Wednesday, June 6, 2012

Do you Recall? A few thoughts on Wisconsin

First, there's this.  And it is good.



Then these, which are just hilarious:


And of course this.  Which is just... I mean... whoa.


Fate-tempting schadenfreude aside, a couple of related thoughts occur to me this morning: 

First, much has been made of the fact that the President 'mailed it in' (or Tweeted it in, more precisely) in Wisconsin, never showing the kind of support or leadership in a critical race that the Democratic base had every right to expect from him.

Second, much is being made this morning about the fact that pro-Walker forces significantly out-spent team recall.  

Less is being said about just why those two things occurred.  Why did the President and so much of the exceedingly well-funded national labor movement decide months ago basically to sit on the sidelines of a race that all agreed last year would be the defining political contest in the run-up to November's main event (see, e.g., Ms. Maddow's typical understated pronouncements in the excellent vid clip above)?  

Sure polls for a while now have pretty consistently shown Governor Walker leading his foes, but not by anywhere near the kind of margins that would put the race out of reach. Polls last week showed a dead heat... yet there was no 11th hour spending binge from the left, and President Obama did nothing more than task some White House intern with sending out an election eve Tweet.

I've been known to indulge from time-to-time in irrational optimism, but one possible explanation could be that the left's polling told them early on that the price of victory in Wisconsin would be too high - that the argument they would have to make and win is not one that would resonate with the vast middle in the rest of the country.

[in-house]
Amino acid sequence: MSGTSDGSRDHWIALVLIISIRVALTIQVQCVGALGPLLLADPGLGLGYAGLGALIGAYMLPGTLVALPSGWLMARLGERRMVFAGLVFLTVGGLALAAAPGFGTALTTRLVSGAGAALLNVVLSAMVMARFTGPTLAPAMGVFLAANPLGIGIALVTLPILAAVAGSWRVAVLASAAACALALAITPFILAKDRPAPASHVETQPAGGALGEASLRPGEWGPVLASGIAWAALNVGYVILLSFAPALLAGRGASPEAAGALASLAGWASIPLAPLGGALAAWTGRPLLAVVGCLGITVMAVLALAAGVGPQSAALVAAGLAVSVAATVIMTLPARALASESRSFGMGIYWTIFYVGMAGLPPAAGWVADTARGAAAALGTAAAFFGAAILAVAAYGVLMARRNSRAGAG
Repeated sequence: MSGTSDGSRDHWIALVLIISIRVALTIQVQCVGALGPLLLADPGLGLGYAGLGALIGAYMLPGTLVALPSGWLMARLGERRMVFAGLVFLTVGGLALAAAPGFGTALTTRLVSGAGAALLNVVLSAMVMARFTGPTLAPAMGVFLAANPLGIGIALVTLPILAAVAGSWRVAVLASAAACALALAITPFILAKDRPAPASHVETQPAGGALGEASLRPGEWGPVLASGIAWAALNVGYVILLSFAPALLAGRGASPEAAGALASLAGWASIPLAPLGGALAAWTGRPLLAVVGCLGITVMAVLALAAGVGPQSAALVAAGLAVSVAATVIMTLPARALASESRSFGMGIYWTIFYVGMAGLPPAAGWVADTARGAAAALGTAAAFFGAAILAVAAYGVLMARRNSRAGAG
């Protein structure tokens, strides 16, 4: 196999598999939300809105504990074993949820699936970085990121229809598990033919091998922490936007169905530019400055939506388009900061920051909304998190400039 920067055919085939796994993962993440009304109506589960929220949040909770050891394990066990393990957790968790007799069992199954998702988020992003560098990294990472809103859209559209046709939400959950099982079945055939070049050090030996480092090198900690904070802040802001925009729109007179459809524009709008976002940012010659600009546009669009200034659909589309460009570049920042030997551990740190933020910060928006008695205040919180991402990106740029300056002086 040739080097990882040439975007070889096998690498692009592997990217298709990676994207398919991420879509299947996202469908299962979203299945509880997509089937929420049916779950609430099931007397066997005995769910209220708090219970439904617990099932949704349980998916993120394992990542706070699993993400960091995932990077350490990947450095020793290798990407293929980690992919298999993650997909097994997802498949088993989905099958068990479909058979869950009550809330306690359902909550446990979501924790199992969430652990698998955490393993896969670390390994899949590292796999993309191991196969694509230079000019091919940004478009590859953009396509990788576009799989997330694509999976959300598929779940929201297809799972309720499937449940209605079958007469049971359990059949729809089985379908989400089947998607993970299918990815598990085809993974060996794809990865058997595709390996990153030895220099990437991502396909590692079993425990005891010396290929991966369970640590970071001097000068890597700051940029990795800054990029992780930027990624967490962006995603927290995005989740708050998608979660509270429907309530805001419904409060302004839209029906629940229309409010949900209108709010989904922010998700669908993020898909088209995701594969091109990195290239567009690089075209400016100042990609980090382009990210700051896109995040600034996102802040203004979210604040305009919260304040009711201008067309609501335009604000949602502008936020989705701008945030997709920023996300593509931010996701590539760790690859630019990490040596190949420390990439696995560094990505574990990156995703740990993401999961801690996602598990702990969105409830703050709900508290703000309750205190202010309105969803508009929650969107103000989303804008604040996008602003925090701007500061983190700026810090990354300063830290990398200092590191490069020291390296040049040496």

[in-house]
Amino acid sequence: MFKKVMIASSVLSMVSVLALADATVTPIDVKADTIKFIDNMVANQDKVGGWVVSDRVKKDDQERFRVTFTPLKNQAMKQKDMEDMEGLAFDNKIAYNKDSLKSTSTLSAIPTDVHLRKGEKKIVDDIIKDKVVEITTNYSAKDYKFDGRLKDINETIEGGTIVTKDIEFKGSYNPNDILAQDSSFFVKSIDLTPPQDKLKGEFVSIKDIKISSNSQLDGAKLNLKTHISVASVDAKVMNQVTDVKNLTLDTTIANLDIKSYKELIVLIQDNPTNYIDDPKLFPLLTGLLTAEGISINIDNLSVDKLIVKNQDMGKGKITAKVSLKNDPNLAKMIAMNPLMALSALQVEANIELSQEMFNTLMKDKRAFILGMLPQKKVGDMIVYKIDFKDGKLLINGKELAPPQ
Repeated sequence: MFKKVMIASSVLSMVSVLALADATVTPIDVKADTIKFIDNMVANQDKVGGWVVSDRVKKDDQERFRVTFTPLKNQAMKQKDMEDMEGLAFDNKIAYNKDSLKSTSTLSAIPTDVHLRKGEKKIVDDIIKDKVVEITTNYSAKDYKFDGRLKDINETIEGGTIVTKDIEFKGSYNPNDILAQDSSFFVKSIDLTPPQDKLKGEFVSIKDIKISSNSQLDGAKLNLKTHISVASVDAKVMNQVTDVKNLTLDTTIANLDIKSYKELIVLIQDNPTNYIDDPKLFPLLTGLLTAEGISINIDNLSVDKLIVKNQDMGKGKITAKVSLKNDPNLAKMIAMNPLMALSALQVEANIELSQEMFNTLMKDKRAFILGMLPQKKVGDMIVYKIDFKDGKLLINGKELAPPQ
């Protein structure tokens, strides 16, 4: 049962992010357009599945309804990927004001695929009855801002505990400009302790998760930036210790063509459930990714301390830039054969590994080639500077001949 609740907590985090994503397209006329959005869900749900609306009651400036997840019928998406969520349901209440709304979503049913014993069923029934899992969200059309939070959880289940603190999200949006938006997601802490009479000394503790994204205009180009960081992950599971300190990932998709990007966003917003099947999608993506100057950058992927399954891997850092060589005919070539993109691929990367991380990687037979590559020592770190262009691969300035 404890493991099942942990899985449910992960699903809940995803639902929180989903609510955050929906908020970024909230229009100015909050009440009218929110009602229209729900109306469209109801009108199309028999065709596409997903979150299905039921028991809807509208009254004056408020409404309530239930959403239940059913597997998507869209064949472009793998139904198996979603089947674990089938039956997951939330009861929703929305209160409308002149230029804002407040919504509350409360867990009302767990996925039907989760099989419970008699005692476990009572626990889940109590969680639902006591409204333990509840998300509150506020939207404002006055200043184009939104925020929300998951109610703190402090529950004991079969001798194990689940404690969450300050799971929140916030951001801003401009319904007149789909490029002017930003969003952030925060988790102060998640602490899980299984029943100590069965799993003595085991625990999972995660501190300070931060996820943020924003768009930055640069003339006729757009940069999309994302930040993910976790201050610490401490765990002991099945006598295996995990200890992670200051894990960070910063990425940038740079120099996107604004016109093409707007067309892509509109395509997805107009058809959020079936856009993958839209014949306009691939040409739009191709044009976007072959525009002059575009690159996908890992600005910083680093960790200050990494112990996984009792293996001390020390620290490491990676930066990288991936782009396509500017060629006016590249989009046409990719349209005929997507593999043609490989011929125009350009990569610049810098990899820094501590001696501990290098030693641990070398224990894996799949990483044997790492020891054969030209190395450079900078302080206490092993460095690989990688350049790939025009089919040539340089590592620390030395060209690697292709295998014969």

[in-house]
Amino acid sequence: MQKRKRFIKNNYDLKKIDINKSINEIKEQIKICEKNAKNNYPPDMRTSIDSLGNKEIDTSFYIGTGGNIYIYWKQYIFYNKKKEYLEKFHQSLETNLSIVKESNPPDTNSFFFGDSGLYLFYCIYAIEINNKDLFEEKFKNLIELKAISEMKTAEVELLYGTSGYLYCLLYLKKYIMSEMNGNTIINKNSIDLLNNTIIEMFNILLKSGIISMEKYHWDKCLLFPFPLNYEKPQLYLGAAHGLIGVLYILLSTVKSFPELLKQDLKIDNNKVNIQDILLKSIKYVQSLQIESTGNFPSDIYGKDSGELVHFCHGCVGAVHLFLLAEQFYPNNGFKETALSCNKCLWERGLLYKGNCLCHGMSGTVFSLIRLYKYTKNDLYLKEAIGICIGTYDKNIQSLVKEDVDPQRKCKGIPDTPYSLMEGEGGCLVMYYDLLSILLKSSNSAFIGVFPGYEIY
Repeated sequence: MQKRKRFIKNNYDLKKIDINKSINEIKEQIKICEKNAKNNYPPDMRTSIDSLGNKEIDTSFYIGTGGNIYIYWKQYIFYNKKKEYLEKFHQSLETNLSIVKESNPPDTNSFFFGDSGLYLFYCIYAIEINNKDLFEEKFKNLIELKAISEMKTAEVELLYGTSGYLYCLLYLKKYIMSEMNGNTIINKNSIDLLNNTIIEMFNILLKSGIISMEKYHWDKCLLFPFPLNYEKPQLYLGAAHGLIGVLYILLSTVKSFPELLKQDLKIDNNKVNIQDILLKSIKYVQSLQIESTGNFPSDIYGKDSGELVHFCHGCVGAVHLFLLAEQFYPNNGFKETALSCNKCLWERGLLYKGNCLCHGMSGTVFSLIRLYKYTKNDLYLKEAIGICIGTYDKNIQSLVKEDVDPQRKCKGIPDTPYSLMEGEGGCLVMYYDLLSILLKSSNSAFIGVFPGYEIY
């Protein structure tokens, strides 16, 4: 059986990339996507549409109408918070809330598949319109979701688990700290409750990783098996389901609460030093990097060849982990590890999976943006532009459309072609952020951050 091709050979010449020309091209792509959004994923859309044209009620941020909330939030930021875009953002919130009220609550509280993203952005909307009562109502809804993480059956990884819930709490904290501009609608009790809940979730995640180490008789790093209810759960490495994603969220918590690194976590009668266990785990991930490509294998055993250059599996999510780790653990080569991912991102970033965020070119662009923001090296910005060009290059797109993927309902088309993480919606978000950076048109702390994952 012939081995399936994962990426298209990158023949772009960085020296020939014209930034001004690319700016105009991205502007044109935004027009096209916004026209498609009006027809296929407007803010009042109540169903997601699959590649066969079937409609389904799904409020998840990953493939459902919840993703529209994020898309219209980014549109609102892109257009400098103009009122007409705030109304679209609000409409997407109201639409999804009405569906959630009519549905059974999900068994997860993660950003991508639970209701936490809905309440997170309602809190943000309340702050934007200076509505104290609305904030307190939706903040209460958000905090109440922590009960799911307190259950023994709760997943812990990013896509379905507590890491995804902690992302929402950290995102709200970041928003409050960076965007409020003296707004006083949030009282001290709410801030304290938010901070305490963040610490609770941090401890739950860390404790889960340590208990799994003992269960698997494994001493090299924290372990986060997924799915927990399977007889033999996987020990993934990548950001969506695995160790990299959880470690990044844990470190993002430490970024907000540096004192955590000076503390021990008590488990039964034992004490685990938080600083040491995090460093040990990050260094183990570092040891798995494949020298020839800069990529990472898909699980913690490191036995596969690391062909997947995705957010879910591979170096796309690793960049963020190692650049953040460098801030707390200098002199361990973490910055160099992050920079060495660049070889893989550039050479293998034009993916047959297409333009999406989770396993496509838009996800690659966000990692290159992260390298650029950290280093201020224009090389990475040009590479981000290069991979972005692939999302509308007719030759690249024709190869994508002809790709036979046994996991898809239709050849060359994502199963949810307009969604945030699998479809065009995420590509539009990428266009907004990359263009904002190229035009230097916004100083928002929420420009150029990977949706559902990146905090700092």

The fact is, Governor Walker's 'controversial' reforms worked.  And they worked in rather spectacular fashion.  To win the argument they teed up, the public sector union forces would have to convince the public that the reduced spending, deficits, and property taxes that Governor Walker has already achieved are not worth a modest increase in the amount that public employees pay for their still-generous benefits.  They'd have to argue that the double-digit fall-off in Wisconsin public sector union membership since Walker ended compulsory union sign-ups is something other than a workers' verdict against their union bosses.  Talk about a losing argument.

Rather than try to make that argument, thereby highlighting Walker's successes and further alienating the Independents who are already fleeing President Obama in droves, the White House and the national left took a pass. 

By insisting on a recall and losing, the left took a Governor with a mission and handed him a true mandate.  And that, for them, apparently was the lesser evil.

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